If you go on a nature trek, you will notice several things:
- A multitude of species.
- Some areas have more species than others.
- Some species share morphological similarities with each other, but share few similarities with others.
- Interactions between species – insects feeding on plants, parasitic mites on those insects, mimicries, etc.
Conduct treks over an entire year or two, and you will start noticing some other phenomena:
- Sustained daily and hourly patterns of behaviour.
- Changes in behaviour and even appearance during different seasons.
- Migrations over short or large distances.
If you’re a biologist coming across these phenomena, your curiosity will be piqued and you will start asking questions, such as “where did all this diversity in species and interactions come from?”, “What is the relationship between all these species?”, or “What is the reason why these clockwork-like behavioural patterns exist?”.
You will find the answers in evolutionary biology. It’s the broadest discipline of biology, and its closest companion is phylogenetics, the study of generational successions over time. This relationship will be looked at throughout this series, but suffice it to say that without phylogenetics, evolution loses one of its most critical parameters, which is historical time.
This broadness in scope of evolution is why every biologist must be familiar with it. Evolution is the glue that holds all of biology together. It’s the theory that underlies the entire discipline, the theory in which all of the observations and experiments done by all biologists, from biochemists to ecologists, are framed.
Evolution is a historical, empirical science. When we talk about evolution in the wild or in the fossil record, we’re describing the results of observations done on a gigantic natural experiment that’s been going on for millions of years. We conduct these observations with a hypothesis in mind, a question that we want answered. Of course, there is also an experimental aspect to the study of evolution (the field of experimental evolution is a real thing), which is what we use to enlighten us on the processes behind evolution.
As with all sciences, human limitations must first and foremost be acknowledged when making observations. For example, we need special visual filters to see why many insects are attracted to plants, because we can’t see UV light. Without these filters, our conception of insect behaviour and evolution would vary – we wouldn’t know just how deep the coevolution between flowers and insects runs.
As with all scientific disciplines, evolution has always been very dynamic. Ideas and concepts get created, developed, and demolished constantly. Most of these take place at the cutting edges of the discipline, but occasionally the foundation of the science can get rebuilt. This happened most prominently with Charles Darwin‘s and Alfred Russel Wallace‘s definitive illustration of natural selection, and with the erection of the Modern Synthesis under which we still work today (with a new Synthesis coming soon!).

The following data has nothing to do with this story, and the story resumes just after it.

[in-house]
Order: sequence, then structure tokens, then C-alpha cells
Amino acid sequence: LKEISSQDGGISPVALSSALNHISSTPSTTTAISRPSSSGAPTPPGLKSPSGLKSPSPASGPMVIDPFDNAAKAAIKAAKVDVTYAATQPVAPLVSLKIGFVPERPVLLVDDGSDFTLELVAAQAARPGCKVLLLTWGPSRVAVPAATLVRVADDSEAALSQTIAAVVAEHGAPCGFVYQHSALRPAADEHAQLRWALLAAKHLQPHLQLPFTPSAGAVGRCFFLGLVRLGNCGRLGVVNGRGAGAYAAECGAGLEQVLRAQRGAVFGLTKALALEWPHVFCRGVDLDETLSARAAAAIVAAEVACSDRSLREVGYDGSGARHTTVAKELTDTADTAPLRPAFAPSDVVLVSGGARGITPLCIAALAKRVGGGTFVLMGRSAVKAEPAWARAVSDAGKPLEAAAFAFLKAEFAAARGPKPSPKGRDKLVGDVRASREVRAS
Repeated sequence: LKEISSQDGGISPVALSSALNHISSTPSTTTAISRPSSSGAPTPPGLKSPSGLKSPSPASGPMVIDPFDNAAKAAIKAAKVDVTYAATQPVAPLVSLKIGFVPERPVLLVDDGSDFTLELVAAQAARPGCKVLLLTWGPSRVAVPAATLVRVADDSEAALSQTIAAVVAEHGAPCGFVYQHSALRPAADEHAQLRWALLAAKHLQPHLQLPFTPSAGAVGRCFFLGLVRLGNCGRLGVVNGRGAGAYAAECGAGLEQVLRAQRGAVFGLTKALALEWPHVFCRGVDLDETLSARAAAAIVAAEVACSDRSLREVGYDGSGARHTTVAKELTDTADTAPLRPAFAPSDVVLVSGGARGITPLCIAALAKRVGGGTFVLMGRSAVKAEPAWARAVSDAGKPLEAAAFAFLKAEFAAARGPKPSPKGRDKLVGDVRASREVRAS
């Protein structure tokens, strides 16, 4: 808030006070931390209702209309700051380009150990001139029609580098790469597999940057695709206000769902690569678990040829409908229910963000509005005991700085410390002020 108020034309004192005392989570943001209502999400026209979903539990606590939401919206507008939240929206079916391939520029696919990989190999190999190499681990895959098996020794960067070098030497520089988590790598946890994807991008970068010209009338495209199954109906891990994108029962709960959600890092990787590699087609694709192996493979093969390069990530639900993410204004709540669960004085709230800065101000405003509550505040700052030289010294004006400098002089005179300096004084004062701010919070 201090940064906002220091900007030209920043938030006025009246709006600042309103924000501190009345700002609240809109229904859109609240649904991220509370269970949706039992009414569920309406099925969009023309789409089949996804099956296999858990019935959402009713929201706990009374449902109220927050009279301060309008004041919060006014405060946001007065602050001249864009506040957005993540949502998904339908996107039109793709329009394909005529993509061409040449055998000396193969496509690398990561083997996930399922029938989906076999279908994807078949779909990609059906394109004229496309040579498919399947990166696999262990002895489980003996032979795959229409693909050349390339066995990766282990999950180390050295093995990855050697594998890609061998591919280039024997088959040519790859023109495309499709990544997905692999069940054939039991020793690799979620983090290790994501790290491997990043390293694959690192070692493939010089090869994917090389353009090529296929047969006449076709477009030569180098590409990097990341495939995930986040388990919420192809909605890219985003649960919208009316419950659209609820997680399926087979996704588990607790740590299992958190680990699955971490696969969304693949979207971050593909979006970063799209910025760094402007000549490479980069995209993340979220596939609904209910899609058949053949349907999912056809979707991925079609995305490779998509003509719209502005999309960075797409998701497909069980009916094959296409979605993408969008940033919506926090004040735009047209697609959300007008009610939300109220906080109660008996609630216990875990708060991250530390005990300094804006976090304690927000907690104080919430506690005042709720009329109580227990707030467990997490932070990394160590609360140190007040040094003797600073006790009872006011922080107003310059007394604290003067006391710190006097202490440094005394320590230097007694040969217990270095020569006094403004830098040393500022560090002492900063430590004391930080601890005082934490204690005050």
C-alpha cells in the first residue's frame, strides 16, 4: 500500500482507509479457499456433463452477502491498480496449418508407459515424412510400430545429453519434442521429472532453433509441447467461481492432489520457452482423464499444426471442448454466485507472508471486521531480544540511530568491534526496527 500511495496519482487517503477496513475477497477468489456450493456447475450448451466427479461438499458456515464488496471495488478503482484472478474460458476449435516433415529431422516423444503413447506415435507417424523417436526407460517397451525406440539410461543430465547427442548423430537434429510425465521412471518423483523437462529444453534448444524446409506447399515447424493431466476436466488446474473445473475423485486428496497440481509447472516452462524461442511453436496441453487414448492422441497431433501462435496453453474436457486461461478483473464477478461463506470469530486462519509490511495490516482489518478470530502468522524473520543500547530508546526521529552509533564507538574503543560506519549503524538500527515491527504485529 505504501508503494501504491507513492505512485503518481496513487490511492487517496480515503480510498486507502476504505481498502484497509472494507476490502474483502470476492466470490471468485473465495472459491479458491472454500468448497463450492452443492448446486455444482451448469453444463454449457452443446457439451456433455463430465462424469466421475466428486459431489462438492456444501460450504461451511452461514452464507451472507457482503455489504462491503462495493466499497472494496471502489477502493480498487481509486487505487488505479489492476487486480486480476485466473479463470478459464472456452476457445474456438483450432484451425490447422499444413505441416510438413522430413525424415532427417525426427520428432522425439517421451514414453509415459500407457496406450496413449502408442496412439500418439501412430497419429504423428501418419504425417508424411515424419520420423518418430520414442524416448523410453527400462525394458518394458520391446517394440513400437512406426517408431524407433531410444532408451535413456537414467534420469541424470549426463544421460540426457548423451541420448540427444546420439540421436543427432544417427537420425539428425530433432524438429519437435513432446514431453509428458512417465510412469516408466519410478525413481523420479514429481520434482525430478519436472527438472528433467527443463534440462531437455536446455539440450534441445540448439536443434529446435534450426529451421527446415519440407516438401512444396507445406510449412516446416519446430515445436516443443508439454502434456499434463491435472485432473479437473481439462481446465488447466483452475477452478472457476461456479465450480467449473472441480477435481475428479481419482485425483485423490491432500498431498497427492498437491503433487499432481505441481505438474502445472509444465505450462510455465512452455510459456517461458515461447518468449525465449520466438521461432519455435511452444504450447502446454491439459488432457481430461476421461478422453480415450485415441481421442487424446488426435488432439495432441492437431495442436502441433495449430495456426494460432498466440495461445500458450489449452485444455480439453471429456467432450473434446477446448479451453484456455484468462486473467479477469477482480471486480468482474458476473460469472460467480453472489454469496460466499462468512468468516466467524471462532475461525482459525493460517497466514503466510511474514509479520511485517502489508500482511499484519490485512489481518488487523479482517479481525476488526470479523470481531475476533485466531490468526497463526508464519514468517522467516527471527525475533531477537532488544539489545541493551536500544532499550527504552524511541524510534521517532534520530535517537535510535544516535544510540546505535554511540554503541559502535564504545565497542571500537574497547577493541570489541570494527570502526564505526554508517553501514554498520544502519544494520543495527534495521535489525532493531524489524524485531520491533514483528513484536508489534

This makes for a very healthy science, but it also means one must be careful when reading older books and works on evolution, which are often very wrapped up in the scientific Zeitgeist of the time and place. You would gain very little knowledge from reading evolutionary biology from the Lysenkoist period of Soviet Russia. Reading the works from the late 19th century, even Darwin’s works, wouldn’t benefit you much – for example, you will often find heredity being referred to, but they had no idea about DNA or genetics (see the “Life as Chemical” slide here for made-up hereditary concepts).
In other words, always consider hypotheses, interpretations, and terminologies according to the time and place where they were written. And make no mistake: this rule applies to modern writings as well, whether they be this series or the course’s textbook. There’s a reason why textbooks go through multiple editions. For example, while it’s very highly unlikely that something as well-founded as natural selection will be shown to be wrong, the importance it’s given as an evolutionary process has been very variable in time and among different scientists. Thus, depending on what you read, you might get a very different view of the power of natural selection – your job is to critically synthesise all the information you dig up, and this is especially true for evolutionary biology, where the terminologies used have often gone through many phases of redefinitions.